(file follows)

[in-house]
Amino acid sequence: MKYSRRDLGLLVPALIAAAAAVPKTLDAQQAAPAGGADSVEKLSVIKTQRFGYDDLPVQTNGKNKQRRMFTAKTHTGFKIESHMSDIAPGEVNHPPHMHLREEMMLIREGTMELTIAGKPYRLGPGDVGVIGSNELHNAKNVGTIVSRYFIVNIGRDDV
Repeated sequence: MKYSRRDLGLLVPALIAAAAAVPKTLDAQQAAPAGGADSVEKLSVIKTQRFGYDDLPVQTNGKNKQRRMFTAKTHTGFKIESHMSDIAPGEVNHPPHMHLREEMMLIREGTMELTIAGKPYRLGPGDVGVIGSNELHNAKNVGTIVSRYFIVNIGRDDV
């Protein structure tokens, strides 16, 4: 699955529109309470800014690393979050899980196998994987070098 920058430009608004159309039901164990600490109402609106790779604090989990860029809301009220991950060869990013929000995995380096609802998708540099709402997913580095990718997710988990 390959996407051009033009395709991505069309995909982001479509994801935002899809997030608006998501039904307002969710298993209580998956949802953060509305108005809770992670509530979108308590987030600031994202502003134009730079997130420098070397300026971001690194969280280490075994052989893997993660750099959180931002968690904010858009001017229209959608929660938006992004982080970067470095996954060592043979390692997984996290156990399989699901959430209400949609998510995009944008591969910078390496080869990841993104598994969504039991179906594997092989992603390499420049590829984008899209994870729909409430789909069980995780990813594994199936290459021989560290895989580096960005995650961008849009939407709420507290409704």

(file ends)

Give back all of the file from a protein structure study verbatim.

[in-house]
Amino acid sequence: MKYSRRDLGLLVPALIAAAAAVPKTLDAQQAAPAGGADSVEKLSVIKTQRFGYDDLPVQTNGKNKQRRMFTAKTHTGFKIESHMSDIAPGEVNHPPHMHLREEMMLIREGTMELTIAGKPYRLGPGDVGVIGSNELHNAKNVGTIVSRYFIVNIGRDDV
Repeated sequence: MKYSRRDLGLLVPALIAAAAAVPKTLDAQQAAPAGGADSVEKLSVIKTQRFGYDDLPVQTNGKNKQRRMFTAKTHTGFKIESHMSDIAPGEVNHPPHMHLREEMMLIREGTMELTIAGKPYRLGPGDVGVIGSNELHNAKNVGTIVSRYFIVNIGRDDV
């Protein structure tokens, strides 16, 4: 699955529109309470800014690393979050899980196998994987070098 920058430009608004159309039901164990600490109402609106790779604090989990860029809301009220991950060869990013929000995995380096609802998708540099709402997913580095990718997710988990 390959996407051009033009395709991505069309995909982001479509994801935002899809997030608006998501039904307002969710298993209580998956949802953060509305108005809770992670509530979108308590987030600031994202502003134009730079997130420098070397300026971001690194969280280490075994052989893997993660750099959180931002968690904010858009001017229209959608929660938006992004982080970067470095996954060592043979390692997984996290156990399989699901959430209400949609998510995009944008591969910078390496080869990841993104598994969504039991179906594997092989992603390499420049590829984008899209994870729909409430789909069980995780990813594994199936290459021989560290895989580096960005995650961008849009939407709420507290409704």